Friday, February 2, 2018

How To Choose Your First Pet Snake

Choosing your first pet snake can be a stressful process. Buying a pet snake and equipment appropriately is the easiest way to make sure your relationship with your friend is long-lasting and happy!

How To Choose Your First Pet Snake

Choosing the Right Type

1. Know the type of snake you want. Below are some options to consider:
  • Snake size varies from small to large. The length of a large snake can reach 10 m, therefore most people prefer small snakes. Small snakes need smaller cages and fewer foods than large snakes.
  • Many snakes prefer to eat mice, but choose a snake that prefers fish, slugs and others. It would be easier to feed a snake with food that can be stored in the refrigerator rather than feeding with living animals.
  • Some types of snakes are very easy to treat, while others are not. Think about how much you want to play with your pet snake.
  • Some types of snakes have can. Most people will not buy rattlesnakes or cobras.

2. Choose a type of snake that is easier to care for. There are several types of snakes that you should consider when choosing your first pet snake. There is a serpent type that is quiet and quite easy to maintain.
  • The corn snake or corn snake is probably the easiest type of snake to treat as it can be easily touched and tamed. There is an active and curious species of snakes that love to crawl on your stuff.
  • You can also keep the ribbon, pig, snake, and snake milk, which has the same properties as other types of snakes in the family Kolubrid.
  • If you want a snake that is not very active and move slowly, the most appropriate choice is a ball python or sphere ball. This type of snake is not too big and loves to roll in the palm of your hand or creep around your neck.

3. Choose the type of snake based on the presence or absence of small children in your home. Children will play more often with pet snakes than adults. The minimum age of children to keep snakes is 5 years.
  • Snakes of corn and ball balls are the right choice for children because this type of snake is very friendly, moving slowly, will not grow too big, and will not quickly die.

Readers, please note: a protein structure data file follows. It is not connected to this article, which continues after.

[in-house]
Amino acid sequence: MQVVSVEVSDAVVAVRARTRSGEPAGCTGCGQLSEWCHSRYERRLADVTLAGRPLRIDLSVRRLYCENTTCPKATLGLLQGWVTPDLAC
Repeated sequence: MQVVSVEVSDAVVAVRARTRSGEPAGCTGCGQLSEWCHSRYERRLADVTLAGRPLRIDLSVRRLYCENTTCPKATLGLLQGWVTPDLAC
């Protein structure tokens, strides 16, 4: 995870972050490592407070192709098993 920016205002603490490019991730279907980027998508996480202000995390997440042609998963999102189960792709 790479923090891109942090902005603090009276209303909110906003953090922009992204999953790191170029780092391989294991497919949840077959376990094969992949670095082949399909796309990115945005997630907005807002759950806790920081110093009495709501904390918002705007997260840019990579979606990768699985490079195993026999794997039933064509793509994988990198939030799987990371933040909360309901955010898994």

4. Know the type of snake you will keep. If you do not buy a pet snake from a trusted source, you can find snakes that look similar and it would be very difficult to know which snake species you would buy without the help of an expert.

5. Know the kind of snake that is not suitable to be nurtured by someone new to the snake. Anaconda, flowered pythons, poisonous snakes, and Burmese pigs can be very dangerous if the owner can not take care of them and does not have a locked cage. Better these species are treated by someone more expert. These types of snakes also require special care. That is, the slightest mistake can cause a deadly accident!

Ensure to Choose the Type of Snake You Want

1. Check the lifespan of the type of snake you choose. Before you're sure you want to keep a snake, remember that some species can live for more than 30 years. This means you have a long-term commitment to taking care of it and you must be one hundred percent sure of your decision.

2 Make sure you can take care of it. Each type of snake has different needs, both in terms of equipment and food. The more difficult types of snakes require extra surveillance to keep the room temperature, humidity, and type of food. Doing research first is very important to do and is your first step before keeping the snake.